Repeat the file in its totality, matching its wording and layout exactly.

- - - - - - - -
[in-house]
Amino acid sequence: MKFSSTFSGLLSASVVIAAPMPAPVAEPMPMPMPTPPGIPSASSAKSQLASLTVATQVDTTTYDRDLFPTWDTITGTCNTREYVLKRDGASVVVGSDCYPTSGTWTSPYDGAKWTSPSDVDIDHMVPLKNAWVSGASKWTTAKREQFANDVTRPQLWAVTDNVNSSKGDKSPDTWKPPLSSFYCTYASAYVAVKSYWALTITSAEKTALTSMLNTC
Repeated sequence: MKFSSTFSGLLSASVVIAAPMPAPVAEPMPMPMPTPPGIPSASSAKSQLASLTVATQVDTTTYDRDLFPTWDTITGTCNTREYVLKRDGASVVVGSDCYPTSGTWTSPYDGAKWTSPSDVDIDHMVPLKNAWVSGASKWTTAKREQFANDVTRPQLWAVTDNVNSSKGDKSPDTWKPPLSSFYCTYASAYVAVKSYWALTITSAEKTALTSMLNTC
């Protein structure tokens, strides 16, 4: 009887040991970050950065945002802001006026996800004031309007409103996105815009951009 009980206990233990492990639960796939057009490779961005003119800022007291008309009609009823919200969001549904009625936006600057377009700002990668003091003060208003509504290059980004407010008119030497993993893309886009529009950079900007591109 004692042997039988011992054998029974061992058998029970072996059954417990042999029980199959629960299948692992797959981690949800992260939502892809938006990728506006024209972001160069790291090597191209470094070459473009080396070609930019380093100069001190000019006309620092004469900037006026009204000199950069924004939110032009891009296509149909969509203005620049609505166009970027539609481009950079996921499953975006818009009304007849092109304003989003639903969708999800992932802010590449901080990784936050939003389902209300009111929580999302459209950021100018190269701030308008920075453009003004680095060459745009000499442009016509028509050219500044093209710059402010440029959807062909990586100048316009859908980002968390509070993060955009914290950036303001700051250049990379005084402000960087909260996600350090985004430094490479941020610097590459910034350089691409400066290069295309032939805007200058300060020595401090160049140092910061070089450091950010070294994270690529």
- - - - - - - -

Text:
[in-house]
Amino acid sequence: MKFSSTFSGLLSASVVIAAPMPAPVAEPMPMPMPTPPGIPSASSAKSQLASLTVATQVDTTTYDRDLFPTWDTITGTCNTREYVLKRDGASVVVGSDCYPTSGTWTSPYDGAKWTSPSDVDIDHMVPLKNAWVSGASKWTTAKREQFANDVTRPQLWAVTDNVNSSKGDKSPDTWKPPLSSFYCTYASAYVAVKSYWALTITSAEKTALTSMLNTC
Repeated sequence: MKFSSTFSGLLSASVVIAAPMPAPVAEPMPMPMPTPPGIPSASSAKSQLASLTVATQVDTTTYDRDLFPTWDTITGTCNTREYVLKRDGASVVVGSDCYPTSGTWTSPYDGAKWTSPSDVDIDHMVPLKNAWVSGASKWTTAKREQFANDVTRPQLWAVTDNVNSSKGDKSPDTWKPPLSSFYCTYASAYVAVKSYWALTITSAEKTALTSMLNTC
């Protein structure tokens, strides 16, 4: 009887040991970050950065945002802001006026996800004031309007409103996105815009951009 009980206990233990492990639960796939057009490779961005003119800022007291008309009609009823919200969001549904009625936006600057377009700002990668003091003060208003509504290059980004407010008119030497993993893309886009529009950079900007591109 004692042997039988011992054998029974061992058998029970072996059954417990042999029980199959629960299948692992797959981690949800992260939502892809938006990728506006024209972001160069790291090597191209470094070459473009080396070609930019380093100069001190000019006309620092004469900037006026009204000199950069924004939110032009891009296509149909969509203005620049609505166009970027539609481009950079996921499953975006818009009304007849092109304003989003639903969708999800992932802010590449901080990784936050939003389902209300009111929580999302459209950021100018190269701030308008920075453009003004680095060459745009000499442009016509028509050219500044093209710059402010440029959807062909990586100048316009859908980002968390509070993060955009914290950036303001700051250049990379005084402000960087909260996600350090985004430094490479941020610097590459910034350089691409400066290069295309032939805007200058300060020595401090160049140092910061070089450091950010070294994270690529």